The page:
Hungary’s right-wing FIDESZ political party achieved a two thirds parliamentary majority this spring, ending eight years of Socialist rule.
Many predicted that once FIDESZ was in power, especially with a two thirds majority that allows them to modify the country’s constitution without opposition support, they will turn their back on democracy. While I had no illusions about the FIDESZ leader, Viktor Orban (he may be portraying himself as the leader of pro-democracy, anti-Communist forces but all too often, his behavior and mannerisms remind me of the country’s pre-1989 Kadar-era elite), I had no such worries: political parties come and go, but 20 years after the collapse of Communism, the democratic institutions of Hungary, a member of the European Union, seemed solid and stable.
Now I am not so certain. FIDESZ introduced a media bill in Parliament that seems to confirm some of the worst fears of their opponents. Is Orban really aspiring to become Europe’s next Lukasenko? I wish I could answer that question with a firm negative.
I keep telling myself that I should not care. I live in Canada, and while I may occasionally doubt Stephen Harper’s prowess as Prime Minister, I have no reason to doubt his commitment to democracy. So why should I care about what happens in a teeny little country in the backwaters of Europe, full of delusions of grandeur and outdated, obsolete political ideals worshiped by its “Christian middle class”?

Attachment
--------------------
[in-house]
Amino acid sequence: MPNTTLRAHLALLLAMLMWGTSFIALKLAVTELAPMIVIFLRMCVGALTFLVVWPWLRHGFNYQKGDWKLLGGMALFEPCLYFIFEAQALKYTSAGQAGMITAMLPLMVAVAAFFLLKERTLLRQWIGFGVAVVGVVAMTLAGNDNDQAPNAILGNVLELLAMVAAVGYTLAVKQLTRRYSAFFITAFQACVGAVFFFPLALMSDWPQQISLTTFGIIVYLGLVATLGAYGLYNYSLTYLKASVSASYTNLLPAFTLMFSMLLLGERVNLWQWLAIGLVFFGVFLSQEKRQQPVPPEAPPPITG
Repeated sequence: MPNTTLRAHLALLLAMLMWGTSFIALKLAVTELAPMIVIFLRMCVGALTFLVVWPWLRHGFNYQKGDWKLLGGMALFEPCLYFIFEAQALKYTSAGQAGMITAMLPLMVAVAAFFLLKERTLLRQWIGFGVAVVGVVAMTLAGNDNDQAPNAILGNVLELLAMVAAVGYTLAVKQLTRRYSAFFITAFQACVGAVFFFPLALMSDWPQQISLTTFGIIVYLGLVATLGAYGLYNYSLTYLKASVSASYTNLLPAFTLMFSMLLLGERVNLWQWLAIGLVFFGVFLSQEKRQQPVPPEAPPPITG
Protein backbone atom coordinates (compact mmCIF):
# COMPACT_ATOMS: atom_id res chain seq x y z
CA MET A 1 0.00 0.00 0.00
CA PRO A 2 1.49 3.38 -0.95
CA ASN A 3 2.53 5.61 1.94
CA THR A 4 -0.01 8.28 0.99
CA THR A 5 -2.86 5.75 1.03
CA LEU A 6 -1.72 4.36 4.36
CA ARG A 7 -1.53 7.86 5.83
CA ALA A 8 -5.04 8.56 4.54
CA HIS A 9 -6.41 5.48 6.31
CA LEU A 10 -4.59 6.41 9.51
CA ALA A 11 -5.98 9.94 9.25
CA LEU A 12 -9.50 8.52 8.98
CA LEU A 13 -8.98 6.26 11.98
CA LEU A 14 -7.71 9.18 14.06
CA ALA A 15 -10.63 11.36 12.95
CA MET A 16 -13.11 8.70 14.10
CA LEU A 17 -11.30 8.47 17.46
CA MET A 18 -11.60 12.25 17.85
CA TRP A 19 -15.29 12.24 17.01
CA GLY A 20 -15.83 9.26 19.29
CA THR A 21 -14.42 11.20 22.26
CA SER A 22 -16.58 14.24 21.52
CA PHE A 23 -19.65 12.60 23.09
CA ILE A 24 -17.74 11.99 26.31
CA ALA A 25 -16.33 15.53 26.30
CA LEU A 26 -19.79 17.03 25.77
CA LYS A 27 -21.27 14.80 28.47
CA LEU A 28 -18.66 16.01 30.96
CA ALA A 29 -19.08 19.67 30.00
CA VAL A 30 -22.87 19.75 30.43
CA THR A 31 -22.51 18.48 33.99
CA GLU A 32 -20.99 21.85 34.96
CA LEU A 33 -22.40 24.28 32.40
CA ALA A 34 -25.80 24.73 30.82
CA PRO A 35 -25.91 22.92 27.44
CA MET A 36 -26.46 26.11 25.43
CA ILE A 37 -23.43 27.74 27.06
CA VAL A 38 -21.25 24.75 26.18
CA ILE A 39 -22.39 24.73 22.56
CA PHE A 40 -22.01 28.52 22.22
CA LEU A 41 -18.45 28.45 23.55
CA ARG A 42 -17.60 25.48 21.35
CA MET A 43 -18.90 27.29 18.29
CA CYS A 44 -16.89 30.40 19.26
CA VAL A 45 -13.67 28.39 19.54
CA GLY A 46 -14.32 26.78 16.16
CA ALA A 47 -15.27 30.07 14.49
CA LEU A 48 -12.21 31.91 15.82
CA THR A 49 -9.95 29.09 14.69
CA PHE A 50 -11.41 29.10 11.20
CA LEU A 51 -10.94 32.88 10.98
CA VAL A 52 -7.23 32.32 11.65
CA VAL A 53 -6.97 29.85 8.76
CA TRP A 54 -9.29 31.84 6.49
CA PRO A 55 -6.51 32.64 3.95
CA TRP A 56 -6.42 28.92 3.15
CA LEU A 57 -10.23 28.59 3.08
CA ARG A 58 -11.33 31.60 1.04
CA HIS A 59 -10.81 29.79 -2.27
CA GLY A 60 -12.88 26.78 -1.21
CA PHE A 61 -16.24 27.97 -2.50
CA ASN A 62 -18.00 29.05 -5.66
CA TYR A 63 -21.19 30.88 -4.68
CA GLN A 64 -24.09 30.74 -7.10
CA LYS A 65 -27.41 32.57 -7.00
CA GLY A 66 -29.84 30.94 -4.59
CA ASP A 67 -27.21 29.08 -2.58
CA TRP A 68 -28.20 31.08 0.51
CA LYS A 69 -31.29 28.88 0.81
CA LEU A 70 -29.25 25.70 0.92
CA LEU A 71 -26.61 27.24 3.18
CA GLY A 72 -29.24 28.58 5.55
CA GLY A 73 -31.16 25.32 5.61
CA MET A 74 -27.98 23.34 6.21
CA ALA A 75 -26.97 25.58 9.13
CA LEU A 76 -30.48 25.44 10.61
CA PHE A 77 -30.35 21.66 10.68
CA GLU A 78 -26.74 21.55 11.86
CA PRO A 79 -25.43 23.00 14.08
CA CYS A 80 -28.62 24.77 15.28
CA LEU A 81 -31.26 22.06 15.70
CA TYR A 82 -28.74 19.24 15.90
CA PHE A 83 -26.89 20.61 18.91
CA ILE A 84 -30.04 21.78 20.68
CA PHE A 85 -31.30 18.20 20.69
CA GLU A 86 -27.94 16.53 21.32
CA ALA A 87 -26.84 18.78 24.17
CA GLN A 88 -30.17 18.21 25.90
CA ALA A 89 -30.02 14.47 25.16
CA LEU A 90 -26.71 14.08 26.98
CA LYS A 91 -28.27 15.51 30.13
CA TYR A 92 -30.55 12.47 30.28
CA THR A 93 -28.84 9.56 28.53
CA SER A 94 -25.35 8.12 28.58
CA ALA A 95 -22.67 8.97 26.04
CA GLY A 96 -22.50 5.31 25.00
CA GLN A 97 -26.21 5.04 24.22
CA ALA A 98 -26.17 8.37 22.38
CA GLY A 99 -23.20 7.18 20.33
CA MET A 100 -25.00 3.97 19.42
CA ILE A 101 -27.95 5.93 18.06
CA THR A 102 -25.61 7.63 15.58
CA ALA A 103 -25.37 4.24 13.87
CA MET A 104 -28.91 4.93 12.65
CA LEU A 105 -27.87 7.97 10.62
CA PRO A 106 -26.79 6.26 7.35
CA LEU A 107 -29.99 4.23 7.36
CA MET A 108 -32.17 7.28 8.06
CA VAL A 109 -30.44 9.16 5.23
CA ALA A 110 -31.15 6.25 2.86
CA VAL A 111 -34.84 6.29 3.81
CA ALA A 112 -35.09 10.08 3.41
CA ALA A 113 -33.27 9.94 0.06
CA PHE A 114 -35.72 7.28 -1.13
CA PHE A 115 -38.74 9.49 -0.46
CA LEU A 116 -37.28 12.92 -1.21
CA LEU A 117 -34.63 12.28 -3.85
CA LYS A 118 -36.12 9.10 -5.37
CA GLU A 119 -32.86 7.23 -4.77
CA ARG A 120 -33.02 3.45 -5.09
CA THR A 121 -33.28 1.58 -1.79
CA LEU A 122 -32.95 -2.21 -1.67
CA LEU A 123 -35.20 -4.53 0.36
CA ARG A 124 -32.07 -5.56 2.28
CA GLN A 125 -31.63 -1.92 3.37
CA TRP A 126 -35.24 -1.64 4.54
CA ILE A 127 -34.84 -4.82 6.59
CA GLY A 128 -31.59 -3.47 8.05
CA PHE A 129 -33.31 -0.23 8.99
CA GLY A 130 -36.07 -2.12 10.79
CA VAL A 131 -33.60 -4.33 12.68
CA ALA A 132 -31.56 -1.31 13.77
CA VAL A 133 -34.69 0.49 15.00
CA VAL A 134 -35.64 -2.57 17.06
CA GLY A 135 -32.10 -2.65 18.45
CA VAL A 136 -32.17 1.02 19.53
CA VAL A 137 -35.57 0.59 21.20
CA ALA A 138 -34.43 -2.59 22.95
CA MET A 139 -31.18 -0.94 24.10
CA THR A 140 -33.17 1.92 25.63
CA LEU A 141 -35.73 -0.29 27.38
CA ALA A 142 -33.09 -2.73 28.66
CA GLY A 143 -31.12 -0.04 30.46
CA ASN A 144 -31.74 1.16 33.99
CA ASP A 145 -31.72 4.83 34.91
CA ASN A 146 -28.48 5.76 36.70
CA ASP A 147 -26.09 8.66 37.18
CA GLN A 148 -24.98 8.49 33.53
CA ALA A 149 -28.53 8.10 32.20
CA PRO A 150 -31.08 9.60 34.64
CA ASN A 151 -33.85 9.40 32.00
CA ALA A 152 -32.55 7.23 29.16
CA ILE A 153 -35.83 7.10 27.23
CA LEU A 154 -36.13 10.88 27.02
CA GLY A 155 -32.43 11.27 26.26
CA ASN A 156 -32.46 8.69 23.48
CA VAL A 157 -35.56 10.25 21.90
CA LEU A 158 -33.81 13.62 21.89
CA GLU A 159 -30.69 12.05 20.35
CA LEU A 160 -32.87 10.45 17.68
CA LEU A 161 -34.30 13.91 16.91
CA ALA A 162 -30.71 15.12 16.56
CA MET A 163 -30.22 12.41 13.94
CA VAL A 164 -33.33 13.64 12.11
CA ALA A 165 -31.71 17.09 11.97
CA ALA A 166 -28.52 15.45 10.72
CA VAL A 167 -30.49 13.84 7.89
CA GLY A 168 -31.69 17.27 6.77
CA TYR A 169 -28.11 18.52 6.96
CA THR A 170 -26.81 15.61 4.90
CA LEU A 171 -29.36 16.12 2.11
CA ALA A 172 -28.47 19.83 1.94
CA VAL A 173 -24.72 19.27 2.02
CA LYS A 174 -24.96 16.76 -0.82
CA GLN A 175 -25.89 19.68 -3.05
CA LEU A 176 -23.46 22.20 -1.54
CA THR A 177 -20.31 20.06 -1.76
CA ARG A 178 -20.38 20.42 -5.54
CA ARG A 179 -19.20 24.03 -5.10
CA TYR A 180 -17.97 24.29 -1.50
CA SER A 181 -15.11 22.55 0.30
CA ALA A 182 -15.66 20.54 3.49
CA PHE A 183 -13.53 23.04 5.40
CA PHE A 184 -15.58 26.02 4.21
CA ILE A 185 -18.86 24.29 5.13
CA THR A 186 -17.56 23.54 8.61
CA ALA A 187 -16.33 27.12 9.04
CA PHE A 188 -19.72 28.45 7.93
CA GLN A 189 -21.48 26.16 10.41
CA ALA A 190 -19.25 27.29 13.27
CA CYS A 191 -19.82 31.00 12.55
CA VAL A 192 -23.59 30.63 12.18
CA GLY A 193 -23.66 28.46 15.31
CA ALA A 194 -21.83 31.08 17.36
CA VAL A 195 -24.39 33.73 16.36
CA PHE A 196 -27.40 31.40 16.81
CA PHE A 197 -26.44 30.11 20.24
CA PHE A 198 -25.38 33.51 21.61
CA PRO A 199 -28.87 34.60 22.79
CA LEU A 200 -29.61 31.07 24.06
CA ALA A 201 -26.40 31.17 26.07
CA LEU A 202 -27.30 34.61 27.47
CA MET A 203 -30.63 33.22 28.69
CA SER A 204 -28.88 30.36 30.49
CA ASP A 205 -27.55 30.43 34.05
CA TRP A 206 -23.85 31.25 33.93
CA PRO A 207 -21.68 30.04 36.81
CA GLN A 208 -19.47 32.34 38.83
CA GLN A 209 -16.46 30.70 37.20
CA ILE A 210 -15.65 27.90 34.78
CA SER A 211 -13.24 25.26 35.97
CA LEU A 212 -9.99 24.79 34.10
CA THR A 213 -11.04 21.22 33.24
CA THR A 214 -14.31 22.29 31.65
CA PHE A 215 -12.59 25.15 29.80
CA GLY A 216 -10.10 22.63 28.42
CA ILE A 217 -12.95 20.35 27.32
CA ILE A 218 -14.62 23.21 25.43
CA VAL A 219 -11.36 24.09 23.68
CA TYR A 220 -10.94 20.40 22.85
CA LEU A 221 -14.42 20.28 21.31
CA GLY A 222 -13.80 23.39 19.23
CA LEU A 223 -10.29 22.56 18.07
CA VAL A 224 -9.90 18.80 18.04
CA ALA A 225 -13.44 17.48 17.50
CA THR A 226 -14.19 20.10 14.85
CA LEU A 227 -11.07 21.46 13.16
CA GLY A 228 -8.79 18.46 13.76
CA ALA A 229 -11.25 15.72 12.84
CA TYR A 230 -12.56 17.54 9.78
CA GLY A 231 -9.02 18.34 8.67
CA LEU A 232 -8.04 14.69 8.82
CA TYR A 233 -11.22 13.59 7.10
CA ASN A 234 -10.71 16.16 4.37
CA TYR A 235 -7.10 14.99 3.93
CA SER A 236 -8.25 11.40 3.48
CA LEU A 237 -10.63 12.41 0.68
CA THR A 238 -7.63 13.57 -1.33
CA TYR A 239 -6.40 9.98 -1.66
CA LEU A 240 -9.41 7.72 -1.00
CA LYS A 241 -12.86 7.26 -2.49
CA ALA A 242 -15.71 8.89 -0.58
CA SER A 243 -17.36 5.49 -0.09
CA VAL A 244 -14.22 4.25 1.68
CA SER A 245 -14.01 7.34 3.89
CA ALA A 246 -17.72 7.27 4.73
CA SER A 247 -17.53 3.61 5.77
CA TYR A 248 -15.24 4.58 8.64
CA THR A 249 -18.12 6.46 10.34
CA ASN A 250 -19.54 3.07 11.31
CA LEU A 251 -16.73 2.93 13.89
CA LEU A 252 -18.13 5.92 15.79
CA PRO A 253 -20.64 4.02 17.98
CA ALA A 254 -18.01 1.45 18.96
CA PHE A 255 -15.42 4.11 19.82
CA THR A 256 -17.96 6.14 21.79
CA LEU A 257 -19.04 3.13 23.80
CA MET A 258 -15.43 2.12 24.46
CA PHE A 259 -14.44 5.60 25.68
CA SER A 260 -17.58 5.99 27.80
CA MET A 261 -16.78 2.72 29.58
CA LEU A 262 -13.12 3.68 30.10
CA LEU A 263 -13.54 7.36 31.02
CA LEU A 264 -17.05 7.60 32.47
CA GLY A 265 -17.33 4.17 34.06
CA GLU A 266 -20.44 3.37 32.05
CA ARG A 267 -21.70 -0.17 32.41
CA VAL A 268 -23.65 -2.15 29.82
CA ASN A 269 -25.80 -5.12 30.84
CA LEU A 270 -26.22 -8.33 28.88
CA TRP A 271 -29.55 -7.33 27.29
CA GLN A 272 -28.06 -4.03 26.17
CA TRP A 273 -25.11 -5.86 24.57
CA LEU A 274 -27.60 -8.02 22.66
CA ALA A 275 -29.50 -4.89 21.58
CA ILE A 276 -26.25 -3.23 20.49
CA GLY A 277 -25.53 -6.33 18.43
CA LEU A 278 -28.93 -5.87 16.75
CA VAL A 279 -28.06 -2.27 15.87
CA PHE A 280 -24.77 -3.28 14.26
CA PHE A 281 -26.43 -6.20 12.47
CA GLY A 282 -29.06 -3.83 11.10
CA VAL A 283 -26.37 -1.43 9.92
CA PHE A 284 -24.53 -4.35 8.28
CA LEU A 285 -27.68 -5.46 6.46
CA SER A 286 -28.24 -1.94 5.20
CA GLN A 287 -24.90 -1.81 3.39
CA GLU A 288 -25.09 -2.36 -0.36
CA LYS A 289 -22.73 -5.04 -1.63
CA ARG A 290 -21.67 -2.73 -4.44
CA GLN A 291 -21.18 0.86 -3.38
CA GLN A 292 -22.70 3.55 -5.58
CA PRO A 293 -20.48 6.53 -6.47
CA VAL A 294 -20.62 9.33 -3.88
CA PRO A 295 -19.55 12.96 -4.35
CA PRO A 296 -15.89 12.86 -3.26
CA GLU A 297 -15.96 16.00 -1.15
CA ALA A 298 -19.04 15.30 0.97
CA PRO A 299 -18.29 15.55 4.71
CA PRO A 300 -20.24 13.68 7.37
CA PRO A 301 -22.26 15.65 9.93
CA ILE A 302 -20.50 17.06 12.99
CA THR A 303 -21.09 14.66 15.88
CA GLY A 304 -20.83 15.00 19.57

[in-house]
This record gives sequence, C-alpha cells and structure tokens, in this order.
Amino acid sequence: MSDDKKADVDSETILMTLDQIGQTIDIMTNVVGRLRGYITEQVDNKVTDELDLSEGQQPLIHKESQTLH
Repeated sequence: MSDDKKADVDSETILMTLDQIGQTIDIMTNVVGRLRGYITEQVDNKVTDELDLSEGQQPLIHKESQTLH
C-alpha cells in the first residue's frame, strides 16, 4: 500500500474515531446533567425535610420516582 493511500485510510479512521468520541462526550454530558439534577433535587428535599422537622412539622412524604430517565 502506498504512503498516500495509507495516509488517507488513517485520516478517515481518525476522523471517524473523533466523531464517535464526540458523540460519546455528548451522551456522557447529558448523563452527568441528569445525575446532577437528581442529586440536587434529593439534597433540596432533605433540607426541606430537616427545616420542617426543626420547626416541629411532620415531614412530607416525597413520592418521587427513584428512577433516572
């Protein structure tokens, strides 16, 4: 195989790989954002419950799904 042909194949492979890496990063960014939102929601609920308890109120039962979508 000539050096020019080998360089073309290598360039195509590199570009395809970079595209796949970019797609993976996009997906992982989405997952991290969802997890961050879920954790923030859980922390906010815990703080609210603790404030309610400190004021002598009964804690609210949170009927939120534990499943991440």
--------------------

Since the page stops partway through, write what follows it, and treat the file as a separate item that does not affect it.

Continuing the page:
And, truth to tell, I care less and less. I still care because my parents live there and might suffer as a result of a government gone berserk. And, I occasionally meet Hungarian expats here who don’t realize that 1956 was more than half a century ago as they celebrate the “defeat of the Reds”. (Replaying a revolution that never happened was a recurring theme in the FIDESZ political rhetoric, too.) Other than that… if the majority of Hungarians really believe that this is the route to the country’s salvation, well, enjoy.